Depression, dementia, anemia, metabolic conditions, medication abreaction, relocation stress and pain are among the clinical conditions that can affect decisional capacity. Studies of depression and decisionmaking, for example, note a relationship between clinical depression and the content of decision-making (i.e., scope, depth, reality, validity) (Howe, Gordon, & Valentin, 1991; Krynski, Tymchuk, & Ouslander, 1994; Schwartz, 1988), cognitive functioning (Lichtenberg, Ross, Mills, & Manning, 1995), and instability as to treatment choice (CohenMansfield, Groge, & Billig, 1992; Ouslander, Tymchuk, & Krynski, 1993). Lee and Ganzini (1994) found that medically ill depressed elderly patients preferred fewer life-sustaining therapies in their current health and when the prognosis was good than did a control group. While these studies do not show a conclusive relationship between depression and the refusal of life-sustaining therapies, taken together they consistently highlight differences in the treatment preferences of depressed and non-depressed patients.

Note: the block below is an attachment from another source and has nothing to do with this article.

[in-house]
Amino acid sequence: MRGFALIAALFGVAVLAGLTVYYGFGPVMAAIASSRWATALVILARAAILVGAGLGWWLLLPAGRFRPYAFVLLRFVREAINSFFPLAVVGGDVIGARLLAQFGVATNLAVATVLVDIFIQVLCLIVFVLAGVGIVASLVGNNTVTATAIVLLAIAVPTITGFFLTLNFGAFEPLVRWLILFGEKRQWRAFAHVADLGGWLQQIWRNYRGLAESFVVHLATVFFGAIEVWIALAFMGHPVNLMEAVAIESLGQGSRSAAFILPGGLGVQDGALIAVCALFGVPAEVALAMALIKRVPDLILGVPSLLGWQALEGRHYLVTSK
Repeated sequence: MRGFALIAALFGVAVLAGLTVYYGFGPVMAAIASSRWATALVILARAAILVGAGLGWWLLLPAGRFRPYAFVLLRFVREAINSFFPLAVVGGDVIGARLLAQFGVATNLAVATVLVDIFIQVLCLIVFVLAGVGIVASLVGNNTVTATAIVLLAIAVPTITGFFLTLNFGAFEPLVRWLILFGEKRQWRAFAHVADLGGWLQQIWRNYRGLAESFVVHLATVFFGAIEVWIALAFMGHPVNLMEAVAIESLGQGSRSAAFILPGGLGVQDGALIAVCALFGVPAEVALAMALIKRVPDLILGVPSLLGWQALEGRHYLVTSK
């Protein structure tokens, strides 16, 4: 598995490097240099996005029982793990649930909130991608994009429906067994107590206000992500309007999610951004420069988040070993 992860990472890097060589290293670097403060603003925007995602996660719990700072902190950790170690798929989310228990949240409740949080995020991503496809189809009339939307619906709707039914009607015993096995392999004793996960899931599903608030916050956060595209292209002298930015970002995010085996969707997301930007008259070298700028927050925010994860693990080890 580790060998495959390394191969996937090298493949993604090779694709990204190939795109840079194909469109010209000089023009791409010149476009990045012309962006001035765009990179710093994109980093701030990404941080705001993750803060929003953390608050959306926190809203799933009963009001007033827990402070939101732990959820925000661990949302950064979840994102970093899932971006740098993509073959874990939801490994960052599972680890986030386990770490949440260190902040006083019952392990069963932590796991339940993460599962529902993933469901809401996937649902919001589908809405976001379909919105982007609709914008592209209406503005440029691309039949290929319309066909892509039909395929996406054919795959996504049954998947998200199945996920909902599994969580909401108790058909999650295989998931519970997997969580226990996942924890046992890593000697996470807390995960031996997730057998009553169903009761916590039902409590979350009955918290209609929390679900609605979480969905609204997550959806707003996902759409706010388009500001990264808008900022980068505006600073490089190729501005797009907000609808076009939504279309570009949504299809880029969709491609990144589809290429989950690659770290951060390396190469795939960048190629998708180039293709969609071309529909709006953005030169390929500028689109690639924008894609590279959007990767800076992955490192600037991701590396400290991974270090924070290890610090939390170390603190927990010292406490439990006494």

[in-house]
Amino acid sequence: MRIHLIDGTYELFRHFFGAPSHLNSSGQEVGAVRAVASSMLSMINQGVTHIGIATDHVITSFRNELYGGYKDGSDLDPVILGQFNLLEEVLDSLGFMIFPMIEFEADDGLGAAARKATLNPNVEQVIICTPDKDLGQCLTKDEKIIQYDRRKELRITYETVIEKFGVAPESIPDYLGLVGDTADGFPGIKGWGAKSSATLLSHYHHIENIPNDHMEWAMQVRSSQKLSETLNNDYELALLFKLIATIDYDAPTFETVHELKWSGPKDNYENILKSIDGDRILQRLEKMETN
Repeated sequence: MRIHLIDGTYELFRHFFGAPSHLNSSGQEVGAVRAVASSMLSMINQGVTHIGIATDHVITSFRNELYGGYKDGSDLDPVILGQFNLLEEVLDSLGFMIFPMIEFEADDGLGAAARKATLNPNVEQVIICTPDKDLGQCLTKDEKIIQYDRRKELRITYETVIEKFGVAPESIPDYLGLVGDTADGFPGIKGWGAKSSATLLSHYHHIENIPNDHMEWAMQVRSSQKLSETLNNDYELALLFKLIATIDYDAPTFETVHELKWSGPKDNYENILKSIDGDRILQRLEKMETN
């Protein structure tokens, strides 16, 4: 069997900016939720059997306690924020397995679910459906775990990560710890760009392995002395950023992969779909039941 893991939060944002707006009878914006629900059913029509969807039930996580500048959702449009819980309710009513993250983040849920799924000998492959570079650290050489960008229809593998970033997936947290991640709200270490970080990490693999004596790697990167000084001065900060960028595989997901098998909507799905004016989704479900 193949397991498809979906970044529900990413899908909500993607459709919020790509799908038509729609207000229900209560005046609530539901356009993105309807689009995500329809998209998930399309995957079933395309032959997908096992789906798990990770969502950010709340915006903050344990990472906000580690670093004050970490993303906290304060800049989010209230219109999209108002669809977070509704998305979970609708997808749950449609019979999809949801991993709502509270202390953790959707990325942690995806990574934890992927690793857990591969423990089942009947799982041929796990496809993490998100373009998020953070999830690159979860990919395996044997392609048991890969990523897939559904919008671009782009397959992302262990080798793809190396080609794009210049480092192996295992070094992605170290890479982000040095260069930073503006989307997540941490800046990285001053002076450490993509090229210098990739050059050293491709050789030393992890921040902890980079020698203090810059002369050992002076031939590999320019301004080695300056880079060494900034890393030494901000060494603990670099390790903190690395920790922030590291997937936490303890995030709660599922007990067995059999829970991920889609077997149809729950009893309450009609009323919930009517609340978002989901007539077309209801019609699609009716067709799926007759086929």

If cognitive processes are altered by depression, then health care decisions are "inautonomous." In other words, the individual lacks capacity to make a decision. While Kafonek et al. (1989) reported that the Geriatric Depression Scale (GDS) was not sensitive for depression in a demented institutionalized elderly population, administering the GDS (or other instruments that measured depression) could be a procedural safeguard when cues and signs of depression are evident during the assessment of DMC in more cognitively intact, presumed capacitated individuals.